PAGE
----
"High horns, low horns, silence, and finally a pandemonium of trumpets, rattles, croaks and cries that almost shakes the bog with its nearness, but without yet disclosing whence it comes. At last a glint of sun reveals the approach of a great echelon of birds. On motionless wing they emerge from the lifting mists, sweep a final arc of sky, and settle in clangorous descending spirals to their feeding grounds. A new day has begun in the crane marsh. . .
. . .Our ability to perceive quality in nature begins, as in art, with the pretty. It expands through successive stages of the beautiful to values as yet uncaptured by language. the quality of cranes lies, I think, in this higher gamut, as yet beyond the reach of words. . .
. . .The sadness discernible in some marshes arises, perhaps, from their having once harbored cranes. Now they stand humbled, adrift in history."
Aldo Leopold, Wisconsin - A Sand County Almanac
In mid-April, when the ice was just leaving, we were out walking our road and heard strange noises coming from the marshy place around the bend.
Through the bare branches, we saw two sandhill cranes--a rare sight around here.
For once, I had my camera with me and as I started to take pictures, the male of the pair began doing a mating dance. (The pictures are grainy because I was carrying my smaller, less weighty camera with the shorter lens, but I was afraid to get too close and scare them away.)
There is something so primitive about these birds--still so wild and not yet dependent on humans, as the Canada Geese have become. They're rare enough not to be nuisances yet--though in an earlier blog, I posted pictures of hundreds of them in a farmer's field.
That was two years ago, and we haven't seen anything like that again. Now and then we hear their incredibly loud calls and see them flying overhead during the spring fly-0ver, but we are just a stop along the way to a more permanent summer home.
I think I like it that way. I want to be able to be surprised by their calls and to be astonished at their size. I want their numbers to be small enough here so that we humans don't feel the need to try and feed them to keep them around, so that, ultimately, hunters won't feel the need to treat them as nuisances and have an excuse to kill them.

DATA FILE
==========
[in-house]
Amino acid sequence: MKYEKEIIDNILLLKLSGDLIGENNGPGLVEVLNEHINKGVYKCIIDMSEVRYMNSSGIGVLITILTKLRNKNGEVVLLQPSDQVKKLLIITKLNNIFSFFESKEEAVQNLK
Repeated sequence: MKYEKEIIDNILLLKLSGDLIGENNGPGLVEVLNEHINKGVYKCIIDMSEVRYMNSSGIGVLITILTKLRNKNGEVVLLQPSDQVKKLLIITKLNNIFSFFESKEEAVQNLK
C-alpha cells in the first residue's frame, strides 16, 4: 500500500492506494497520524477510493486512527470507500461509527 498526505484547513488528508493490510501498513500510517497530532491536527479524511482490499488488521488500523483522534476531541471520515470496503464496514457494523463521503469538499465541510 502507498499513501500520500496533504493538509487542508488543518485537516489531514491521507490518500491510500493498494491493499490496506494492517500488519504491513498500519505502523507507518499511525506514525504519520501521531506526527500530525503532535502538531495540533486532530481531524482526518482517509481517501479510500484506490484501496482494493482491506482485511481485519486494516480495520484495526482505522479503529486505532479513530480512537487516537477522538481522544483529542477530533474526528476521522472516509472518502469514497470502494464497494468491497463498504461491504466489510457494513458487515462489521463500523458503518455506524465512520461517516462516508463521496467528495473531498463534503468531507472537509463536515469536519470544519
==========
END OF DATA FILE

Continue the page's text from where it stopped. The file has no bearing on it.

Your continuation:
There are elements of wildness that have nothing to do with us--that can survive very well, often better, without us--but that we crave, possibly because something in our primal, primordial past cries out to us. I think it's why so many of us choose to either live in or keep places that are inconvenient at best and crudely inadequate at worst. We crave the quiet and the tranquility of the boondocks, the wildness of nature surrounding us, and we take it where we're able to find it.
Times are desperate here in my sad, beautiful Michigan. State unemployment rates are in the double digits, and I heard a report just this morning that jobless numbers in Detroit are over 24%. Even from this distance--350 miles away and on a separate peninsula--my heart is with those people.
The fear is palpable in the city. Foreclosure notices, red flags on those unfortunate doors, dot every working-class neighborhood and there isn't a person who isn't touched in some way by the current mushrooming joblessness. In Michigan, auto-workers and other blue-collars have always headed north out of the cities to their own little patches of land. You don't have to go far in Michigan to get to where the wild things are, and finding your own quiet breathing space is not a luxury for a factory worker, it's a necessity.
For every lonely hermit who goes quietly mad, a thousand city dwellers--not just in our cities here, but in every city--rage loudly, fiercely, dangerously into insanity. The wilderness, the quiet places, are there to quell that rage, to soothe their fears, to give them respite, even for a few hours or days.
There are people in power who don't understand this need, and I might feel sorry for them if not for the fact that their being clueless often means a surrender of our wild places to corporate interests. Any of us who value these quiet places of inordinate beauty, these sanctuaries for the human soul, cannot let that happen.
"Something will have gone out of us as a people if we ever let the remaining wilderness be destroyed; if we permit the last virgin forests to be turned into comic books and plastic cigarette cases; if we drive the few remaining members of the wild species into zoos or to extinction; if we pollute the last clean air and dirty the last clean streams and push our paved roads through the last of the silence, so that never again will Americans be free in their own country from the noise, the exhausts, the stinks of human and automotive waste."
— Wallace Stegner, The Wilderness Letter, written to the Outdoor Recreation Resources Review Commission, 1962 and subsequently in The Sound of Mountain Water (1969)